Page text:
This week, new research suggests that, shockingly, men feel bad about themselves if somebody else opens the door for them. Women don’t. (Apparently this is worth researching.) This is not, by the way, the walk through the door and leave it open so the dude behind you doesn’t have it slam in his face type of opening. This is the jump in front of the guy and let him pass before you. Men are uncomfortable with this. To be honest, a lot of women don’t love it either, since it seems to suggest that we are too fragile to do as puny task as pushing a door. Even my colleague Matt Sterling, who has been in a wheelchair all his life, says he’s not nuts about someone opening the door for him; he prefers the push button self-opening version. (“As I’ve gotten older, it bothers me less when people help me,” he says, “as you understand it makes them feel better.”) It’s not too surprising then that men, for whom physical prowess is a defining characteristic, might be appalled that somebody thinks they cannot cross a threshhold without help.

(more…)

TIME Love & Relationships

What Men Share on Social Media But Not With You

Couple on sofa watching television together
Blend Images—Hill Street Studios/Getty Images/Vetta

They won't express their thoughts to you in person, but they'll shout it to their hundreds of Facebook friends and Twitter followers

Here’s a scenario you might recognize if you’re a woman dating a social media butterfly: You’re sitting on the couch together silently watching TV. When you take a moment to peek at your Twitter feed, you see your significant other has been sharing a stream of personal thoughts about House of Cards with the Twitterverse—even though he hasn’t uttered a word to you.

It’s no surprise that men tend to be more tight-lipped than women about their thoughts and feelings, but social media is creating a haven for some men to express themselves online in ways they don’t in person—and never would have before. From a relationship perspective, that can be a good and bad thing. Women can now turn to social media to get more insight into what their partners think, but where’s the intimacy in that when those feelings are also being broadcast to hundreds of Facebook friends and thousands of Twitter followers?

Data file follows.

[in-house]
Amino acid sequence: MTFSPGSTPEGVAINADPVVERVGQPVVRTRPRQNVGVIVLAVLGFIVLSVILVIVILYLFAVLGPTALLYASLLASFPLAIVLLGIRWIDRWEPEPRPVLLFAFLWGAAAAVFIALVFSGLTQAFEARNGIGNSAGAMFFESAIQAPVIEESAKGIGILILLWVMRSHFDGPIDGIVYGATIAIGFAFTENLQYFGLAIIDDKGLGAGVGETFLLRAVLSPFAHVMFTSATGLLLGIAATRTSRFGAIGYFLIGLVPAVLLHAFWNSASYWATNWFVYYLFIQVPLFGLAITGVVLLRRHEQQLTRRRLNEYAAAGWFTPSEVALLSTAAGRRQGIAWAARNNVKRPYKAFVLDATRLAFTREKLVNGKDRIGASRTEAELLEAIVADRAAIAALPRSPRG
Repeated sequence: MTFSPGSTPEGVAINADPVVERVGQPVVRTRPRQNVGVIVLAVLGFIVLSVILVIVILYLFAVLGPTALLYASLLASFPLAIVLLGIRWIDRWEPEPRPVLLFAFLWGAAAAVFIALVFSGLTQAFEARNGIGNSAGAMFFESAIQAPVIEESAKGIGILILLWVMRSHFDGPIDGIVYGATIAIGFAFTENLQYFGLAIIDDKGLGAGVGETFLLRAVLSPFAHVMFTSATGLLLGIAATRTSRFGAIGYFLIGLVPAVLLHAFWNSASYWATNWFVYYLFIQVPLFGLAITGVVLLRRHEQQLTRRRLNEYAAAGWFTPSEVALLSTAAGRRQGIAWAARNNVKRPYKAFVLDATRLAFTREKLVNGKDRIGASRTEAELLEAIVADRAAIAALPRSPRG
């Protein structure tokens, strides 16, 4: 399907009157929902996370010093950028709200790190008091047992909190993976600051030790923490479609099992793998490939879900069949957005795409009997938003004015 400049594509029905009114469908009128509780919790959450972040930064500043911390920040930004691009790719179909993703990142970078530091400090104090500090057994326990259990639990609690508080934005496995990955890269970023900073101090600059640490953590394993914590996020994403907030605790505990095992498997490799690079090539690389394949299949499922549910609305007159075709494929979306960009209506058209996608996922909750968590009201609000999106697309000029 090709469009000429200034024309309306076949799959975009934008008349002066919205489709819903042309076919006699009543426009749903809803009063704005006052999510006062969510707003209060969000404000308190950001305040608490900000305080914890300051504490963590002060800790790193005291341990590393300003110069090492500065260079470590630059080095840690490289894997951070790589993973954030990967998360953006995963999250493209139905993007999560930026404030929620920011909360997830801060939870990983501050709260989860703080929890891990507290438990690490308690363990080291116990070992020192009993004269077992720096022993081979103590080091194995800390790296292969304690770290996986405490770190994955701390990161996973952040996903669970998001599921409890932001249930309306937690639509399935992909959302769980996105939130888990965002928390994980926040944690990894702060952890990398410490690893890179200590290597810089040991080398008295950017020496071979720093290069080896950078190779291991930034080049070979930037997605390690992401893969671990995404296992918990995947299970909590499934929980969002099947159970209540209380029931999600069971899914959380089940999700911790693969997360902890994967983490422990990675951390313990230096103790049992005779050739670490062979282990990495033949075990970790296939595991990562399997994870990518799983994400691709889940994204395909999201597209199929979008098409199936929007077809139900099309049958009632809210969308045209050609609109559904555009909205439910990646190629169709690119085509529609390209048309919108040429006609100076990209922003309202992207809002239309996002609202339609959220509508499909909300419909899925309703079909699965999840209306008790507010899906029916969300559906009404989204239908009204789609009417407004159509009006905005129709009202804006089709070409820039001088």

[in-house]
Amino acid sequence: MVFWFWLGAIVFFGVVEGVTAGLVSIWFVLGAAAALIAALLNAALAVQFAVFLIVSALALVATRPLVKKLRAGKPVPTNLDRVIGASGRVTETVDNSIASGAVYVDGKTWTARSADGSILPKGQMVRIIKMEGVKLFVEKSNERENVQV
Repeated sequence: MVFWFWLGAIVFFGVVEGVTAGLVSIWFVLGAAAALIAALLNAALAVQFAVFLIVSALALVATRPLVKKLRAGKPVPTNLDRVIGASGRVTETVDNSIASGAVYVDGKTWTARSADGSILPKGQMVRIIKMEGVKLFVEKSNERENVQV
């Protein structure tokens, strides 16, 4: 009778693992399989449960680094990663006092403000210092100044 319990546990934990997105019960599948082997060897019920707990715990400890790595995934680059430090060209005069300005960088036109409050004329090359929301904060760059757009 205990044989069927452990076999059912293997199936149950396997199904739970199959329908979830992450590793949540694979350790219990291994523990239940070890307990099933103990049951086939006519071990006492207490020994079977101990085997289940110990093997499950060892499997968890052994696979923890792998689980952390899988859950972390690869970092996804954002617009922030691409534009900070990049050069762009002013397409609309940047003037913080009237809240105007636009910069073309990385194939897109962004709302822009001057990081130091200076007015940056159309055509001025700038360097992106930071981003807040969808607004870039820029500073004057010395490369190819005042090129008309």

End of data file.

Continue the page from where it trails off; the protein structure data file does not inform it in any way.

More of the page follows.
Recent data from Pew Research Center suggests that social media is making its way into relationships more than ever, with 74% of couples surveyed saying the Internet has impacted their relationship in a good way. Women are more likely than men to use social media, with 71% of women participating compared with 62% of men, according to the latest report from Women’s Media Center. However, what psychologists and researchers find especially interesting is that, while women are equally willing to share the the thoughts they spew out into the digital ether with someone face to face, men are much less likely to do the same.

Eva Buechel, a PhD candidate at the University of Miami who has studied why people share content online, has found that men and women who experience social anxiety, and therefore have a greater need to express their negative emotions and seek support, are equally likely to maintain a blog or social media account. However, “while socially apprehensive females share equally across different communication channels—face to face or microblog—males seem to show a very strong preference for microblog,” Buechel says. Introverts also find it easier to share their thoughts online than in person.

Other research from Northwestern University shows that men are increasingly more likely to share their creative work, like writing, music, or art, online. Nearly two-thirds of men in a 2008 study said they post their work online, compared with only half of the women who reported posting.

Females, of course, are well versed at expressing their feelings. “Women usually have close and intimate friendships, which might make it easy to approach a friend when they need to talk to someone,” says Buechel. “Men have different relationships with their friends, and they might find it more difficult to approach someone in particular to talk to when they need someone to listen or comfort them.”

Such friendship dynamics can contribute to men feeling more apprehensive about expressing themselves when it comes to real, rather than digital, life. “When men are texting, emailing, or communicating through another technological channel, they feel less threatened and are more likely to share their thoughts and feelings because they don’t have to deal with the reaction from the other person in-person, in real-time,” says Dr. Seth Meyers, a Los Angeles psychologist.

That’s one reason Avidan Ackerson, 28, a software engineer in New York with three different Twitter accounts, tends to share more personal things on Twitter than he does on Facebook. “I don’t necessarily always want someone who knows me well to know things about me, but I want someone to know these things,” he says.

Ben*, 28, who works in commercial real estate finance in New York City and tweets as much as 50 times a day, has yet to reveal his Twitter handle to the woman he’s been dating for a month, even though he tweeted about their first date shortly after it happened. “It’s not something I am embarrassed to share, but it’s a level of intimacy we have not yet achieved in real life,” he says. And it will probably be months before they become Facebook friends.

“Connecting online offers men the illusion of security, even though it often causes frustration later among their dates who are wondering, ‘Why is he different and more closed when we’re actually together?’” Meyers says.